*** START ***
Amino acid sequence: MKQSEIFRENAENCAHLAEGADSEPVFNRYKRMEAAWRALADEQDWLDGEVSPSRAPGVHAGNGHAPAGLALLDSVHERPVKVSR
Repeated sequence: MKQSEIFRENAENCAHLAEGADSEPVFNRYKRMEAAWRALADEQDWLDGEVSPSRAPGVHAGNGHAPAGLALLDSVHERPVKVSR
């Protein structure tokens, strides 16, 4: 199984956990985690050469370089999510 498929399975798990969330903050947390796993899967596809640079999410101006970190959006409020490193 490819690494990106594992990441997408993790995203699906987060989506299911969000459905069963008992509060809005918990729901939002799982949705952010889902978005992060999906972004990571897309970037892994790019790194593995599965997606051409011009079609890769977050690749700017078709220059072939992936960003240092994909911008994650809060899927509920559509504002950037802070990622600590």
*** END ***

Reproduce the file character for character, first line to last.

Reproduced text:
Amino acid sequence: MKQSEIFRENAENCAHLAEGADSEPVFNRYKRMEAAWRALADEQDWLDGEVSPSRAPGVHAGNGHAPAGLALLDSVHERPVKVSR
Repeated sequence: MKQSEIFRENAENCAHLAEGADSEPVFNRYKRMEAAWRALADEQDWLDGEVSPSRAPGVHAGNGHAPAGLALLDSVHERPVKVSR
């Protein structure tokens, strides 16, 4: 199984956990985690050469370089999510 498929399975798990969330903050947390796993899967596809640079999410101006970190959006409020490193 490819690494990106594992990441997408993790995203699906987060989506299911969000459905069963008992509060809005918990729901939002799982949705952010889902978005992060999906972004990571897309970037892994790019790194593995599965997606051409011009079609890769977050690749700017078709220059072939992936960003240092994909911008994650809060899927509920559509504002950037802070990622600590």